Minimalism is a way to put a stop to the gluttony of the world around us. It’s the opposite of every advertisement we see plastered on the radio and TV. We live in a society that prides itself on the accumulation of stuff; we eat up consumerism, material possessions, clutter, debt, distractions and noise.

What we don’t seem to have is any meaning left in our world.

By adopting a minimalist lifestyle, you can throw out what you don’t need in order to focus on what you do need.

I know first hand how little we actually need to survive. I was fortunate enough to live in a van for four months while traveling throughout Australia. This experience taught me valuable lessons about what really matters and how little we really need all this stuff we surround ourselves with.

Less is more.

Advertising

Living a minimalist lifestyle is reducing.There are a few obvious benefits of minimalism such as less cleaning and stress, a more organized household and more money to be found, but there are also a few deep, life-changing benefits.

What we don’t usually realize is that when we reduce, we reduce a lot more than just stuff.

Consider just some of the benefits of living with fewer possessions:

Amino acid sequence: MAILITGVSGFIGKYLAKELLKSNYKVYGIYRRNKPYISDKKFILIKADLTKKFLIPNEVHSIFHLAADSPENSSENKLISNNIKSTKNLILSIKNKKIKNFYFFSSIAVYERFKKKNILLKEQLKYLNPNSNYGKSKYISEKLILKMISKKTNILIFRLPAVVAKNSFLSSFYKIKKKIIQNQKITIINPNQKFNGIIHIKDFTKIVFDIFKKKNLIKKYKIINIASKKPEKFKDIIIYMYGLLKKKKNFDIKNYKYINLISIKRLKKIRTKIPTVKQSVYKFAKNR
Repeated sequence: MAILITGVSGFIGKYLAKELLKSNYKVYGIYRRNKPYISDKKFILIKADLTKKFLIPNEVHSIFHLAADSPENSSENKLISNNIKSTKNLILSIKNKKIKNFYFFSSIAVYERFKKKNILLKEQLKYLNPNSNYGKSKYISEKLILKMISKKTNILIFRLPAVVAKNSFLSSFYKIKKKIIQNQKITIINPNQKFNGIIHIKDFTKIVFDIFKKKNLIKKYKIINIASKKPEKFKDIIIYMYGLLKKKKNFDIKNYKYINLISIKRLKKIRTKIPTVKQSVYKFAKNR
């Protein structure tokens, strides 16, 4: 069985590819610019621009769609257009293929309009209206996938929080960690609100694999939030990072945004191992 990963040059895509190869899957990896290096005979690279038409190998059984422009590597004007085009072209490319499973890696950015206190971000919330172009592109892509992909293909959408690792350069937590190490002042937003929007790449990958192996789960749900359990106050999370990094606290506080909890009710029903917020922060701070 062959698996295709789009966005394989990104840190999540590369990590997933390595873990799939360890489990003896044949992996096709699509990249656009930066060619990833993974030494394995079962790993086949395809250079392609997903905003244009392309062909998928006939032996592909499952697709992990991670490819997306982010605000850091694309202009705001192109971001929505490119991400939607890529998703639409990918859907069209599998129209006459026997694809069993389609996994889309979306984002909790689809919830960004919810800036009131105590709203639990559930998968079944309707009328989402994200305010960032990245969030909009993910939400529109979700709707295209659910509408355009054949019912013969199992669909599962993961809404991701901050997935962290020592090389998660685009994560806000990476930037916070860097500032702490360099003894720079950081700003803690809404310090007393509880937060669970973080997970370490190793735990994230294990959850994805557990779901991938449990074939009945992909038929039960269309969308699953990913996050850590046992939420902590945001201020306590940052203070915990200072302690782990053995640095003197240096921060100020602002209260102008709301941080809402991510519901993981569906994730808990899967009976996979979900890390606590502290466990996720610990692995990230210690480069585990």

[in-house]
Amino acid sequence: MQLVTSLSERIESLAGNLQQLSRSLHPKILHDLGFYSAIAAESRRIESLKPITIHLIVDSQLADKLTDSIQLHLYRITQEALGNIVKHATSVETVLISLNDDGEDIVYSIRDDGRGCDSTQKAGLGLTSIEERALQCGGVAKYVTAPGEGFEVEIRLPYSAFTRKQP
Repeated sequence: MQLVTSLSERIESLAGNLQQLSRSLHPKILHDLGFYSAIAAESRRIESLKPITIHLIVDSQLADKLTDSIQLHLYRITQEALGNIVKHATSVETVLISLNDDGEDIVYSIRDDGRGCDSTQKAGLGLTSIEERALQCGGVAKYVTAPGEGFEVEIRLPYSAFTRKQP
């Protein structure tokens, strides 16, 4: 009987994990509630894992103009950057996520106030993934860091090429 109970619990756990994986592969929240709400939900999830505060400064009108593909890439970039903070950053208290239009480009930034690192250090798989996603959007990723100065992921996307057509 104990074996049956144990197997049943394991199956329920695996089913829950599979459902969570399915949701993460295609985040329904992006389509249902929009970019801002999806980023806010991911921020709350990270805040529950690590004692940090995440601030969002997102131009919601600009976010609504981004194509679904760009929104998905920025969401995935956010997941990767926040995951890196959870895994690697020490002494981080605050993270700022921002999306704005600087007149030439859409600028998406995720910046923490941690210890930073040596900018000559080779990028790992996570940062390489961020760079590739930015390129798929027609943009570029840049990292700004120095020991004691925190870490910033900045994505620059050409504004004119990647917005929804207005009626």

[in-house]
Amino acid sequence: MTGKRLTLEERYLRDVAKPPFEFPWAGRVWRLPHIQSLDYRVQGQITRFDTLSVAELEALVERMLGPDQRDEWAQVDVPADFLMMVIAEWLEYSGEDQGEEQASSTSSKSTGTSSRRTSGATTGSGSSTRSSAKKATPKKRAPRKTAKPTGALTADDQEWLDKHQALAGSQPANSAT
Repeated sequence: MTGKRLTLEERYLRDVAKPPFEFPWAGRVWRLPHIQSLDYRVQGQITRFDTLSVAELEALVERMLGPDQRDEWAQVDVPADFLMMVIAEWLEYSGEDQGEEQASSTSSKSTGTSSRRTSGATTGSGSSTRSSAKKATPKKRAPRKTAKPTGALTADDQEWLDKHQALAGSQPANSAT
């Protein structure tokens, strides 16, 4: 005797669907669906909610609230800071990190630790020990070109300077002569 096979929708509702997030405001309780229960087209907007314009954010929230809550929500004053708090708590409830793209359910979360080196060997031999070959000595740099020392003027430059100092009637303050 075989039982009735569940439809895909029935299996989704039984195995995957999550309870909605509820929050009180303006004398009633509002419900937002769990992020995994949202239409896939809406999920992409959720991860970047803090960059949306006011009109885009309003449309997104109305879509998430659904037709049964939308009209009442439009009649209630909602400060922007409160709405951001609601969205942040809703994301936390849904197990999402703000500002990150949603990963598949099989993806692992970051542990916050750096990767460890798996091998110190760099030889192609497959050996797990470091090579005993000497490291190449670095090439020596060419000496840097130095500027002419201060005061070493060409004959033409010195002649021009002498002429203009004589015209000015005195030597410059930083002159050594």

1. Create Room for What’s Important

When we purge our junk drawers and closets we create space and peace. We lose that claustrophobic feeling and we can actually breathe again. Create the room to fill up our lives with meaning instead of stuff.

2. More Freedom

The accumulation of stuff is like an anchor, it ties us down. We are always terrified of losing all our ‘stuff’. Let it go and you will experience a freedom like never before: a freedom from greed, debt, obsession and overworking.

Advertising

3. Focus on Health and Hobbies

When you spend less time at Home Depot trying unsuccessfully to keep up with the Joneses, you create an opening to do the things you love, things that you never seem to have time for.

Everyone is always saying they don’t have enough time, but how many people really stop and look at what they are spending their time doing?

You could be enjoying a day with your kids, hitting up the gym, practicing yoga, reading a good book or traveling. Whatever it is that you love you could be doing, but instead you are stuck at Sears shopping for more stuff.